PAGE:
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NCAA extends contract of President Mark Emmert through 2025

Senators Chris Murphy And Mitt Romney Speak To The Media On Student Athlete Compensation

WASHINGTON, DC - DECEMBER 17: Mark Emmert, president of the National Collegiate Athletic Association (NCAA), looks on during a brief press availability on Capitol Hill December 17, 2019 in Washington, DC. Senators Mitt Romney (R-UT) and Chris Murphy (D-CT) met with NCAA President Mark Emmert to discuss the issue of compensation for collegiate athletes. (Photo by Drew Angerer/Getty Images)

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The NCAA Board of Governors voted Tuesday to give President Mark Emmert a two-year contract extension through 2025.

Emmert’s contract was set to expire in 2023, but the board voted unanimously to extend his deal, the NCAA said in a statement.

The announcement comes less than a month after the NCAA and Emmert drew sharp criticism for inequities between the women’s and men’s Division I basketball tournaments.

Exactly one month ago, Board of Governors chairman Jack DeGioia told AP the board was satisfied with Emmert’s handling of the basketball tournament issues and his overall performance.

Emmert has also been facing scrutiny and political pressure for the NCAA’s inability to move forward with proposed reforms to its rules prohibiting athletes from earning money off their names, images and likenesses.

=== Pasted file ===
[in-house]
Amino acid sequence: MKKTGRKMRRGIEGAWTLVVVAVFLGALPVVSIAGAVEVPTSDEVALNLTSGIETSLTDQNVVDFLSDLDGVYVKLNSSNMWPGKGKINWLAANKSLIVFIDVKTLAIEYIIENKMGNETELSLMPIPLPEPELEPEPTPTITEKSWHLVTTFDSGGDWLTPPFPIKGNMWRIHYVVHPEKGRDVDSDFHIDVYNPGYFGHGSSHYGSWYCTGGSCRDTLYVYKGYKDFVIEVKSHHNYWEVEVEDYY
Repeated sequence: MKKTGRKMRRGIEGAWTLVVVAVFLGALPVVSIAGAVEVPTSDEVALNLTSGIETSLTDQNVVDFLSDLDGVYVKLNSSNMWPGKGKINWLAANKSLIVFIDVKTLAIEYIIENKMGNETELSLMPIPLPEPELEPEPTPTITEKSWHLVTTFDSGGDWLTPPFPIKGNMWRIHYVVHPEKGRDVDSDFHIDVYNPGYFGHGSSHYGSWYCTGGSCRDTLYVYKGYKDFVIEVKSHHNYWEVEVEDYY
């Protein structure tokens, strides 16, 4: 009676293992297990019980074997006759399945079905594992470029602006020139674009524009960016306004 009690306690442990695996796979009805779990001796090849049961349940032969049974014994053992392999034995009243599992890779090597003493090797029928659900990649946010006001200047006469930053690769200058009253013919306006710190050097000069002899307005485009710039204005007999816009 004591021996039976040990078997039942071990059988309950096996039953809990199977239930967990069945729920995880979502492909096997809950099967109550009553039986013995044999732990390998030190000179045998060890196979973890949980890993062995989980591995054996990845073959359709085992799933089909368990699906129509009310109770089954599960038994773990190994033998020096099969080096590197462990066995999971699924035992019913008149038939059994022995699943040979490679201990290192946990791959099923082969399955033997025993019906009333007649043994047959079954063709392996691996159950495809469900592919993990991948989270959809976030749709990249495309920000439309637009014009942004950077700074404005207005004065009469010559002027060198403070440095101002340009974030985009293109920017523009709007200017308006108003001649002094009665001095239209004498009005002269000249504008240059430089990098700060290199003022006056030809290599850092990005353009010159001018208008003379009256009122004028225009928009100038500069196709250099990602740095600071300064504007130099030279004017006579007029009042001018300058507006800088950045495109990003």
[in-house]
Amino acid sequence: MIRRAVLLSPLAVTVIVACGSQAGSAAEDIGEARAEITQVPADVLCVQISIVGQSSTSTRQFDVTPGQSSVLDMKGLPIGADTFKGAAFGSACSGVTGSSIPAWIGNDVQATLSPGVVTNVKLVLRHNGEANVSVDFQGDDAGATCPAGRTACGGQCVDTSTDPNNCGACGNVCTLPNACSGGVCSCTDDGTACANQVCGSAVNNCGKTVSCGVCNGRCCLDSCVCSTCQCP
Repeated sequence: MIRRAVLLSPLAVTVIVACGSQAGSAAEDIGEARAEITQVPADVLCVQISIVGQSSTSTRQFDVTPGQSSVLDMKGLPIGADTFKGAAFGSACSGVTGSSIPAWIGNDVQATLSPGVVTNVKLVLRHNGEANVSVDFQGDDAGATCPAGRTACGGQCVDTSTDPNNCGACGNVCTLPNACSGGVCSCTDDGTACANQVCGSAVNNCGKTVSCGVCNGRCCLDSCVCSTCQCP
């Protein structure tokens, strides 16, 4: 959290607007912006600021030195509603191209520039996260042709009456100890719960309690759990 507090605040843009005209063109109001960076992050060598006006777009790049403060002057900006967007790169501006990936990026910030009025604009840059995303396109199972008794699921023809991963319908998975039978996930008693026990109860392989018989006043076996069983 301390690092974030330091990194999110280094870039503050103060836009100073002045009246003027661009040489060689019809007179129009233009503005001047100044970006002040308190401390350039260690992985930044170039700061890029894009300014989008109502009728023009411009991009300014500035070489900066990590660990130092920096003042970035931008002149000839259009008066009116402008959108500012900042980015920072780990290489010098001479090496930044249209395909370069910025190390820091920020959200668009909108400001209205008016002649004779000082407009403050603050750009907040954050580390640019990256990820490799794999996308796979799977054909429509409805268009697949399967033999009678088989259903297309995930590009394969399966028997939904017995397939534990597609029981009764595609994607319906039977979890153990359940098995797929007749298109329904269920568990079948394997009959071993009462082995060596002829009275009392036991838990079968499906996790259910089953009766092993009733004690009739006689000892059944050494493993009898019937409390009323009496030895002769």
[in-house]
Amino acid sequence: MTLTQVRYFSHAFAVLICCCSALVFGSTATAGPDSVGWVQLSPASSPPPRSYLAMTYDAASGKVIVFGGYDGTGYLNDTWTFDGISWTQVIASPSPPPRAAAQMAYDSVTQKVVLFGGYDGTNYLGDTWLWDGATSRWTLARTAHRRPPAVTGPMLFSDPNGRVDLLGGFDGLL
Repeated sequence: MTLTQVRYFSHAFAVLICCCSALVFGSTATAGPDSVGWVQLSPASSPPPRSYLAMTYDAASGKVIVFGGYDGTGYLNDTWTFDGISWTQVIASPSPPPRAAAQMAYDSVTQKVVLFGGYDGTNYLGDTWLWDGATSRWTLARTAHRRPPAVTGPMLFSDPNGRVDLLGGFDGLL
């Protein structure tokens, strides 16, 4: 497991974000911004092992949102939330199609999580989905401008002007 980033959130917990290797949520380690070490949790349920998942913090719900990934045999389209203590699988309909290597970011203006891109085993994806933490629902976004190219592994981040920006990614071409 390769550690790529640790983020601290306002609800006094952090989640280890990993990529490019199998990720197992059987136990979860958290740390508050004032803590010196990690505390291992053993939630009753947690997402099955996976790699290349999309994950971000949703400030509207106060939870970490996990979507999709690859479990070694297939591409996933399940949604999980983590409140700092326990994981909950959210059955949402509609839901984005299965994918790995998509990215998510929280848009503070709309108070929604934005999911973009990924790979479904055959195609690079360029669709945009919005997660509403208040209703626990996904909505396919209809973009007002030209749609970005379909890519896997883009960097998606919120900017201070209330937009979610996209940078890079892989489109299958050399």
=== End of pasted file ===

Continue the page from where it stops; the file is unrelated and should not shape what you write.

“We have confidence in Mark’s continuing leadership of the NCAA,” DeGioia, who is president of Georgetown University, told AP.

DeGioia’s comments came one day after Emmert told AP: “We’ve had a bunch of challenges to say the least, but there’s no doubt in my mind the NCAA is moving in a good direction despite all of this and as long as my board is supportive I want to keep doing this job.”

Dozens of states have bills in the pipeline that will prohibit the NCAA from stopping college athletes from being compensated for endorsement and sponsorship deals. Florida and Mississippi are among the states with laws scheduled to go into effect July 1.

Emmert and the NCAA have turned to federal lawmakers for help with NIL.

The NCAA is also awaiting a ruling from the Supreme Court in an antitrust case the association has been fighting for several years.

Emmert has been NCAA president since November 2010, when he succeeded the late Myles Brand. Only Walter Byers (1951-1988) has headed the NCAA longer than Emmert.

According to the NCAA’s federal tax returns, Emmert made $2.7 million during 2018, USA Today reported last year.